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Form 1099-NEC vs. Form 1099-K: What’s the Difference?

Gig Workers Self-Employed Taxes Self-Employment Tax Forms Self-Employment Tax Planning
A self-employed woman thoughtfully examines her 1099-NEC and 1099-K tax forms

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Updated for tax year 2023.

At the beginning of every tax season, you receive informational tax forms in the mail from your places of employment, financial institutions, and organizations you did business with throughout the year that the Internal Revenue Service (IRS) wants to hear about.

Two of those forms may look very similar if you’re an entrepreneur, a freelancer, or otherwise self-employed: Form 1099-NEC and Form 1099-K.

While these tax forms appear similar, they serve different purposes. To correctly report your income this coming tax season, it’s important to understand what each of those forms tells you. Let’s take a look at the differences.

Form 1099-NEC and Form 1099-K both report income.

Form 1099-NEC and Form 1099-K report the business income you received during the tax year. You and the IRS receive both forms, but there are some key differences.

The purposes of the forms are different.

Businesses send Form 1099-NEC, Nonemployee Compensation, if you earn at least $600 in freelance work or contract labor during the year. Depending on how many clients you had during the tax year, you may receive more than one 1099-NEC. Your 1099-NEC form tells you how much these clients paid you during the year.

If you accept bank card transactions or use third-party platforms for payment (PayPal, Square, etc.), these institutions may also send you Form 1099-K, Payment Card and Third Party Network Transactions. The form shows your total bank card revenue for the year. The third party must send you a 1099-K form if you had at least 200 transactions totaling at least $20,000 in payments during the 2023 year. You may receive more than one 1099-K if your gross receipts exceed the reporting threshold in multiple platforms.

In other words, Form 1099-NEC reports income from a particular business, regardless of the form of payment. Form 1099-K reports bank card and payment app income from all your customers and clients.

Corporation requirements aren’t the same.

Businesses are generally not required to send you Form 1099-NEC if your business is incorporated and treated as an S corporation or a C corporation. However, financial institutions must send Form 1099-K to all businesses with bank card revenue, regardless of whether they are incorporated. Non-profit organizations also receive Form 1099-K.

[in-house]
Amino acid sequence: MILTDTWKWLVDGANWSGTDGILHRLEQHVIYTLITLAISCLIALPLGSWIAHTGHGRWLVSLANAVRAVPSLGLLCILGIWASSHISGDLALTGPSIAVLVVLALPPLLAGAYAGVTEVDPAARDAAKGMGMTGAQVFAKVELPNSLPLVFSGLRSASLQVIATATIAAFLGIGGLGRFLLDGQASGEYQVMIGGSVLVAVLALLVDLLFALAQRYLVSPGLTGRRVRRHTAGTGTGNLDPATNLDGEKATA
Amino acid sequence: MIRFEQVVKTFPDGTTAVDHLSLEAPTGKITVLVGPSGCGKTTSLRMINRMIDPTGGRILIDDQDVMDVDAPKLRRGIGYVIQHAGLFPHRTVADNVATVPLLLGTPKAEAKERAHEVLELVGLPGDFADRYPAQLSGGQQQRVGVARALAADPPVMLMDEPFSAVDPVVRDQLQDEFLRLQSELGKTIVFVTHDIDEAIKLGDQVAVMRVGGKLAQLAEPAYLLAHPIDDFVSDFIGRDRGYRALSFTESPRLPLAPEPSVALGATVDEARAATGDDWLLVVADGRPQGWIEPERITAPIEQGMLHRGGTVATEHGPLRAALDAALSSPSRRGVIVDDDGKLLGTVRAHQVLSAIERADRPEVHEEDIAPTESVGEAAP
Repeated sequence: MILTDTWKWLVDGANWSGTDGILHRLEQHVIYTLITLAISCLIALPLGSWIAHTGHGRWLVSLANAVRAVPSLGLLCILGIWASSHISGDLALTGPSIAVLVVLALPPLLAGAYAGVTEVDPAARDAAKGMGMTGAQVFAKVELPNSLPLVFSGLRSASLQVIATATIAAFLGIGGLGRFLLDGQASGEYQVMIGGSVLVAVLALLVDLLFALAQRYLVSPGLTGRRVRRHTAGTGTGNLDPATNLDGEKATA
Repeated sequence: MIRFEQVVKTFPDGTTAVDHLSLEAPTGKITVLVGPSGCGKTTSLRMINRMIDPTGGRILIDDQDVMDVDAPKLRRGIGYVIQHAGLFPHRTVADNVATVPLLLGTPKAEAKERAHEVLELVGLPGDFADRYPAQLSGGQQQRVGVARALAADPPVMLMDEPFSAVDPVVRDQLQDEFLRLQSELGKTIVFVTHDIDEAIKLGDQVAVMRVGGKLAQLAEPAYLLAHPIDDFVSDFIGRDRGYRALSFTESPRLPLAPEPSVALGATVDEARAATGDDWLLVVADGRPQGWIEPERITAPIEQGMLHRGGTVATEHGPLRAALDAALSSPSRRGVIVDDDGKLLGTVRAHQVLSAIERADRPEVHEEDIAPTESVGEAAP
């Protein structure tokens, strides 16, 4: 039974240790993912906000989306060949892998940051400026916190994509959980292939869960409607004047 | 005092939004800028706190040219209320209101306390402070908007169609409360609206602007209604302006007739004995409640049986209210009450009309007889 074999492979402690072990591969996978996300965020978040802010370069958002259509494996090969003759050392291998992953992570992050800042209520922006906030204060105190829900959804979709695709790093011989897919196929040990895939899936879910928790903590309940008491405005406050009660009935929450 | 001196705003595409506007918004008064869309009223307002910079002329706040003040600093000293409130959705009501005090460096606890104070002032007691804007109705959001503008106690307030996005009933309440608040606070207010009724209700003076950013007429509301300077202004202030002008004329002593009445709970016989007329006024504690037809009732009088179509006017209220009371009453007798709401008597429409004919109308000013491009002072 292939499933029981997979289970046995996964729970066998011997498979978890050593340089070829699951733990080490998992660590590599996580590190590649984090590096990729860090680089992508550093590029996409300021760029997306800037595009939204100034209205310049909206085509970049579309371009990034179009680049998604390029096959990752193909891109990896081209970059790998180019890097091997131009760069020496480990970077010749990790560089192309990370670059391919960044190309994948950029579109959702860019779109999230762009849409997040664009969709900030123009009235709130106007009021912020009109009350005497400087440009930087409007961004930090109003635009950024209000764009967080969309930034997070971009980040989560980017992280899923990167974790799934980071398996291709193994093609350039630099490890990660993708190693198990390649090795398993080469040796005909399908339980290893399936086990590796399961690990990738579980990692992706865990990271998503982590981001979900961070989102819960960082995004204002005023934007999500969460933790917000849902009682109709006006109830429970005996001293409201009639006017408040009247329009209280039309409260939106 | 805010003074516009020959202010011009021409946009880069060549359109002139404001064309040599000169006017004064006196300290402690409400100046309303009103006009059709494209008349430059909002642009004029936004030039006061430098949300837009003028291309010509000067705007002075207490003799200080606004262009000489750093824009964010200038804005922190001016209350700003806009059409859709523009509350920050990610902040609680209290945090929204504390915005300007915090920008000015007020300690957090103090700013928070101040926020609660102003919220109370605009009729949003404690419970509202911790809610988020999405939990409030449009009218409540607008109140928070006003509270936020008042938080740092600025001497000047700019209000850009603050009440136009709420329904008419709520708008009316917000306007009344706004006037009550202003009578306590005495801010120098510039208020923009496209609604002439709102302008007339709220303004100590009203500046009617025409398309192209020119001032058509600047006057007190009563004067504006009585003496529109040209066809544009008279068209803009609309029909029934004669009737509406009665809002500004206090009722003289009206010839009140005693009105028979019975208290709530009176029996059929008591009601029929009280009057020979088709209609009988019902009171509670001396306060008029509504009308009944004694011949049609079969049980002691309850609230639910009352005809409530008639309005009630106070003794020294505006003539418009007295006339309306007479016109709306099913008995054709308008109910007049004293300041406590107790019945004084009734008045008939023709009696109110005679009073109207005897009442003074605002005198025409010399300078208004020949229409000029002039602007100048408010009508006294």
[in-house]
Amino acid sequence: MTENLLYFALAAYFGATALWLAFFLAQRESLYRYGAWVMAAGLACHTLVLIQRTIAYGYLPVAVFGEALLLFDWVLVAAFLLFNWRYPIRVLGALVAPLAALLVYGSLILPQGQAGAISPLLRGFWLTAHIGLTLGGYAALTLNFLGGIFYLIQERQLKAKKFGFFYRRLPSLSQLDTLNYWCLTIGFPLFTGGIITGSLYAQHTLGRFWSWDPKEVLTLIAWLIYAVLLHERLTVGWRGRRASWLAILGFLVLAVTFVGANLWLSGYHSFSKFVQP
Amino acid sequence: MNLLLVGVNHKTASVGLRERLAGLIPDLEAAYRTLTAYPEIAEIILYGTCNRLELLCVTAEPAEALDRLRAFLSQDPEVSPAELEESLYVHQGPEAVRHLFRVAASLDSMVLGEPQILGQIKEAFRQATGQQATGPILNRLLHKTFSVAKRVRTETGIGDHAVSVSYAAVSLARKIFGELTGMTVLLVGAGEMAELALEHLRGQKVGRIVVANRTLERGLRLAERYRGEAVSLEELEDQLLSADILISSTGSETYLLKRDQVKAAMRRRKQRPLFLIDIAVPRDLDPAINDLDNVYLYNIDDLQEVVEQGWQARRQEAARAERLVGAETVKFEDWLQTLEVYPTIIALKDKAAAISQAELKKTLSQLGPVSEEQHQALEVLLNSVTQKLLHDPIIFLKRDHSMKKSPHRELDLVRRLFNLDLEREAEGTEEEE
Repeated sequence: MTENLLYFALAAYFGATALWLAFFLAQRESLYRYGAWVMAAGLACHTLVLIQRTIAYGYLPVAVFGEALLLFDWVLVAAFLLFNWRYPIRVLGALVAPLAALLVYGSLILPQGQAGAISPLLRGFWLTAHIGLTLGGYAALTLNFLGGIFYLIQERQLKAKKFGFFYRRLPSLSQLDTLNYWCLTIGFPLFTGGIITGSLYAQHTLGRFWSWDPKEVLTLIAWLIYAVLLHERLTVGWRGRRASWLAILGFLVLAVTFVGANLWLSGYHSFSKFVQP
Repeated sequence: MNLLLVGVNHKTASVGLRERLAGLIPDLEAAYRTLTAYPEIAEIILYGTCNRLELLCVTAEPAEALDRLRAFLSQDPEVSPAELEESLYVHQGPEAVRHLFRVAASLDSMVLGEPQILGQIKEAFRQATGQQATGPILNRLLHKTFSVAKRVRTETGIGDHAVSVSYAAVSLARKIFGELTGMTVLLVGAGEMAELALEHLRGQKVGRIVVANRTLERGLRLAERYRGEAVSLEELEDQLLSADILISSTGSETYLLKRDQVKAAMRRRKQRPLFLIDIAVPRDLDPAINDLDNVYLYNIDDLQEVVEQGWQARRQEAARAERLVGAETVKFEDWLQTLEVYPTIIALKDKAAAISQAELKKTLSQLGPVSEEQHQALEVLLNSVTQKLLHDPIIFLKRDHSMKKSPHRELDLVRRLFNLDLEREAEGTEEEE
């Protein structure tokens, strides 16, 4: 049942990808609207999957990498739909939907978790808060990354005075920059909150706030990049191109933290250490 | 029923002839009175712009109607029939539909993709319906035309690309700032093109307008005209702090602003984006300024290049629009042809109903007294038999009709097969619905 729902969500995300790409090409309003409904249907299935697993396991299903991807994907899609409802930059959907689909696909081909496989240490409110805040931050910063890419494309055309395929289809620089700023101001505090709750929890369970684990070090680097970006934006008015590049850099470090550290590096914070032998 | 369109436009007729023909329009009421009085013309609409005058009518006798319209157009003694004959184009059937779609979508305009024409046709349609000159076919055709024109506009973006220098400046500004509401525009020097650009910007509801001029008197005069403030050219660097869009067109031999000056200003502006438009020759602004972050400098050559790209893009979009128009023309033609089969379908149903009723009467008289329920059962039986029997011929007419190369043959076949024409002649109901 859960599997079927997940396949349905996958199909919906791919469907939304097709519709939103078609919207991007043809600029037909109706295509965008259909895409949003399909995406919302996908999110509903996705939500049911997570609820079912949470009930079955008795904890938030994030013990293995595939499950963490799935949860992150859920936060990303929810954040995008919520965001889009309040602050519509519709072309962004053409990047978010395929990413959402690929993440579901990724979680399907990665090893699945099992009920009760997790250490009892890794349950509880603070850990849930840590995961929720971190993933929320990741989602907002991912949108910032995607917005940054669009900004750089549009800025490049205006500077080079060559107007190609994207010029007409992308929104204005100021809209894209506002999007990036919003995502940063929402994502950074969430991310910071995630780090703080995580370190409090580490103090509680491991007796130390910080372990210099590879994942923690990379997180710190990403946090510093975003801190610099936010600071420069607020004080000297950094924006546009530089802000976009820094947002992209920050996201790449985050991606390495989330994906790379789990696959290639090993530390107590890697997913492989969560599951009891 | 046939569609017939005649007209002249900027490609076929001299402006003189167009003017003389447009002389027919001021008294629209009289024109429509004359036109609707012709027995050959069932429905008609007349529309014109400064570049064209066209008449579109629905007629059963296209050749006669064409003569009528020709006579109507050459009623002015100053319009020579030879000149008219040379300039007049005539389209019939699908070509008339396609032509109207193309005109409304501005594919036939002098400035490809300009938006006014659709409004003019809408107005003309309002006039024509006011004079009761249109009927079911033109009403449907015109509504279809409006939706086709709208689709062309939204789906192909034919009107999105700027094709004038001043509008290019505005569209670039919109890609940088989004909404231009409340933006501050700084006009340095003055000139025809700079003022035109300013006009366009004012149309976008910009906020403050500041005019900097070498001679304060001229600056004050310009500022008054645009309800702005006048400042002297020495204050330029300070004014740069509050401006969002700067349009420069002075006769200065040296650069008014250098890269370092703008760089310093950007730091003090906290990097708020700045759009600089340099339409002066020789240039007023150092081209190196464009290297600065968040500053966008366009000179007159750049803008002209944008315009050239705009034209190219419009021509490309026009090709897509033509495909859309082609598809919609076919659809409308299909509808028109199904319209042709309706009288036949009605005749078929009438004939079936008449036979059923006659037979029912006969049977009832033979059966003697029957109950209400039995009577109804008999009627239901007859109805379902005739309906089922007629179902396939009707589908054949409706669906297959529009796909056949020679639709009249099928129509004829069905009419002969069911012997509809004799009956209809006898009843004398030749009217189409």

Income can be reported twice.

Sometimes income can show up twice — on Form 1099-NEC and Form 1099-K. For example, let’s say you clean carpets for a large business and earned $35,000 last year. You also accept credit cards for payment via an app like Square. The companies you cleaned for sent you Form 1099-NEC showing the payments they made. But because you received some payments via credit card, Square also sent you Form 1099-K reporting those payments.

This is why keeping good records is essential — to avoid paying income and self-employment tax on the same money twice. Always check your 1099 forms against your own records to ensure you report your income correctly.

You may notice discrepancies with Form 1099-K.

Form 1099-K shows the gross amount of income paid by your customers. Generally, you receive a smaller amount after bank card processing fees are taken out, but don’t worry — you don’t pay tax on the gross amount. Be sure to report your fees and other expenses on your income tax return to calculate your tax based on your net income. The good news? Filing with TaxAct® can help make those calculations easy, so you don’t have to wonder if you’re overpaying in taxes.

This article is for informational purposes only and not legal or financial advice.
All TaxAct offers, products and services are subject to applicable terms and conditions.

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